Below is a selection of bird images from my travels that I haven’t had a chance to share yet.

Hummingbirds next week – I promise.

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A huge gathering of marabou storks and white backed vultures on the banks of the Boteti River in Botswana.  May, 2017.
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Groups of darters and cormorants in the early morning fog at one of the dams on Phinda Game Reserve.  A few hippos in there for good measure 🙂

 

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A pair of tawny eagles spotted in the Okavango Delta.  May 2017.
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My best guess at identification is a banded snake eagle.  This bird was up and away very quickly; spotted on a game drive through Amboseli National Park.  September, 2016.
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A Coqui Francolin spotted in the Masai Mara.  September, 2016.

2017-02-05: What I’ve seen this week

The early part of this past week I had a couple of great wildlife sightings in the neighbourhood, but after Tuesday, nothing at all.  Fingers crossed for an interesting week ahead.

Enjoy the photos and the rest of your day 🙂

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On my late afternoon walk Monday I spotted this barred owl at the top of my road.  I managed a couple quick shots before it flew off.  It was snowing and quite gloomy, so not an excellent photo, but an exciting sighting for me.
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Tuesday I spotted this fox in the backyard while working.  It hung around for about five minutes before disappearing into the bushes.
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Taking a quick nap in a sunbeam.
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Sniffing for mice or other prey.
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Here the fox is investigating the deer bowl.  I’ve not seen the deer now in about 3 weeks, since we had our thaw and refreeze.  The squirrels, ravens, grey jays and magpies are enjoying the food source though.  Soon enough it will be time to put all that away as spring shows up and the bears start to awaken.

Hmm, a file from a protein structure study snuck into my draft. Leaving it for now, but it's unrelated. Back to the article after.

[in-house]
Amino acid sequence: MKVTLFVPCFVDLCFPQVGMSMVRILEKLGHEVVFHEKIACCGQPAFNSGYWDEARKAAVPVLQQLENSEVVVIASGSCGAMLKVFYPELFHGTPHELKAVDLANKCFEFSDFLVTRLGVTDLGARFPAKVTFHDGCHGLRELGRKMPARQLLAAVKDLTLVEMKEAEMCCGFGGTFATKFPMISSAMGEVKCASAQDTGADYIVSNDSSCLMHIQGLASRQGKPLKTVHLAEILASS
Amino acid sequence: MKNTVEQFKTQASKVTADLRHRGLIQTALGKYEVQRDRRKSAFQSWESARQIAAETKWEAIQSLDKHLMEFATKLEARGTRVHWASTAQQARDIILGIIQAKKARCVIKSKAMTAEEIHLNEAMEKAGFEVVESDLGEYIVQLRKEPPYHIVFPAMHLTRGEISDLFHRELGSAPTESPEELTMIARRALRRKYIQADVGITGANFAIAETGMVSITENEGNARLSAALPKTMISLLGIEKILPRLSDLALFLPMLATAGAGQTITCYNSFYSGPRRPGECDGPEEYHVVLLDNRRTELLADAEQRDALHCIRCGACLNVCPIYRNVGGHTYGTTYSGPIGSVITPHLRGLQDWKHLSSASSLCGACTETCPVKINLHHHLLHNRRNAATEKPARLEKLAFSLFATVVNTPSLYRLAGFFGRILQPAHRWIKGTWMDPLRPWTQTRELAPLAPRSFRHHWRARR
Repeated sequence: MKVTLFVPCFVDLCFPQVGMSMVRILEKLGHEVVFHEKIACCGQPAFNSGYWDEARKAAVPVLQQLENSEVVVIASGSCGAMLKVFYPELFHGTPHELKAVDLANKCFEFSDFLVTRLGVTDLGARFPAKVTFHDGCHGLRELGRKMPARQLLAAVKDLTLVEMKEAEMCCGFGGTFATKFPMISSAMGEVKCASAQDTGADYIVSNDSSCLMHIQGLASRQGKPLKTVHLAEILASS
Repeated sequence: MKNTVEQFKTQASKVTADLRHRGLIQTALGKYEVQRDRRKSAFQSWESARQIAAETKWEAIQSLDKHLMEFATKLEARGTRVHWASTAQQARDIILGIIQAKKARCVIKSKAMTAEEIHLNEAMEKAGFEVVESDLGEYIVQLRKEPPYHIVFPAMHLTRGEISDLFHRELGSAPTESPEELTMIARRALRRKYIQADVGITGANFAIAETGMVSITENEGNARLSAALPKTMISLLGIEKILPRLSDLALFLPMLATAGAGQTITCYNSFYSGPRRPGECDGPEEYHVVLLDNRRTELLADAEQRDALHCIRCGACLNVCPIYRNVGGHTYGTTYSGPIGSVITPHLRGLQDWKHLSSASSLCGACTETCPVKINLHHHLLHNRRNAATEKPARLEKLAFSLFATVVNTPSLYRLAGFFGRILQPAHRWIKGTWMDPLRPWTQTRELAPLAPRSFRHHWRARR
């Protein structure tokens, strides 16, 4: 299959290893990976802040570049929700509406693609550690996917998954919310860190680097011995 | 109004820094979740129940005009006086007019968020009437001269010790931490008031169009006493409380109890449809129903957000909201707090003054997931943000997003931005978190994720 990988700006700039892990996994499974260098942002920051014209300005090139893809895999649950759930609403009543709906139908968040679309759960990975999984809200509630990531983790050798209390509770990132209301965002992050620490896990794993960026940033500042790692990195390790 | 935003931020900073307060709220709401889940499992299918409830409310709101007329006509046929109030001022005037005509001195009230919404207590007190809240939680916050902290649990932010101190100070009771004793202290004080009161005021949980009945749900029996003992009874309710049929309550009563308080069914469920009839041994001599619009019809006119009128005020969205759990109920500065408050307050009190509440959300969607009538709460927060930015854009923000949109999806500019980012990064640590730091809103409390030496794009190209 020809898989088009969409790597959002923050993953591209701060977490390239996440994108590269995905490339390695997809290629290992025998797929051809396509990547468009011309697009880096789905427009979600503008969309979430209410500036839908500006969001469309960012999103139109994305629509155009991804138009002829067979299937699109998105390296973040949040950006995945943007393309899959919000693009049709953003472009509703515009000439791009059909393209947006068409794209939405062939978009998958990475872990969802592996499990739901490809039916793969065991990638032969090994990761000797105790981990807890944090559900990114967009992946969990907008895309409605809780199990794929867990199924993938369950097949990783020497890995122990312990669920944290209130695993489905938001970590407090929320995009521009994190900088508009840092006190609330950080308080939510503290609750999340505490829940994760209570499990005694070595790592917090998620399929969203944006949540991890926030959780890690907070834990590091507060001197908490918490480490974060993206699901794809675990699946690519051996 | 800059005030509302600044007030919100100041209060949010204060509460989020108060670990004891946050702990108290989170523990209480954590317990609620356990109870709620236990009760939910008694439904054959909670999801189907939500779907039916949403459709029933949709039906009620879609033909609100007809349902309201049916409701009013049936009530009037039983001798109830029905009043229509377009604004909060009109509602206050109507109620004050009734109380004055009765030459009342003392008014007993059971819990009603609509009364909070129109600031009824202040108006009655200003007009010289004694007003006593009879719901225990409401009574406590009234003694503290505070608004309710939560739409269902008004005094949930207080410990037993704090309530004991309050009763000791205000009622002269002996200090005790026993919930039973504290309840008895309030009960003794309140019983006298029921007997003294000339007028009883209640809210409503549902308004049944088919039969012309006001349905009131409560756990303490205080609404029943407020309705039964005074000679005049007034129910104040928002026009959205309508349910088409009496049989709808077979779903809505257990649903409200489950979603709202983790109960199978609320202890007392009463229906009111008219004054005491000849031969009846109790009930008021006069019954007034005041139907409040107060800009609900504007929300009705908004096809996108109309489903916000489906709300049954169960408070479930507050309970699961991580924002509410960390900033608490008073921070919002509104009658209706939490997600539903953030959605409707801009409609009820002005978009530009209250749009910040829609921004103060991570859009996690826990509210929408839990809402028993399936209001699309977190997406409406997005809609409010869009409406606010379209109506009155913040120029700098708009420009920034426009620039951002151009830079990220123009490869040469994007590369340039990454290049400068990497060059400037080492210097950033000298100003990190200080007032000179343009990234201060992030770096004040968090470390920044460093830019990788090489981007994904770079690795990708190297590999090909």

2017-01-22: What I’ve seen this week

Actually, I guess this should be more appropriately titled What I Saw Last Week, as none of the photos are from the last 7 days. It’s typed now though and no point in wasting time changing it.  On to the photos, and wishing everyone a great week ahead.

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Chickadees rarely sit still, so I am glad I managed to get a clear shot of this little one.
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A coyote made a visit to my yard one day; (s)he didn’t spend too long and I am grateful I looked out the window when I did to get these few photos.
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The coyote was very aware of me in the window snapping photos.
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What a difference the sunlight makes!
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A magpie spent a few minutes in the back yard, gathering food from the deer bucket.
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On my way back from town, I spotted this barred owl up the road; I quickly rushed home and grabbed my camera.  The owl was very far back from the road, and didn’t stick around long.
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Now you see it, now you don’t.  I only managed a couple minutes watching the owl (which was my first owl sighting of the year).

Please visit:
www.jennifersawickyphotography.com for wildlife, landscape and nature inspired artwork.

and

https://shopvida.com/collections/voices/jennifer-sawicky for textiles inspired by my photography.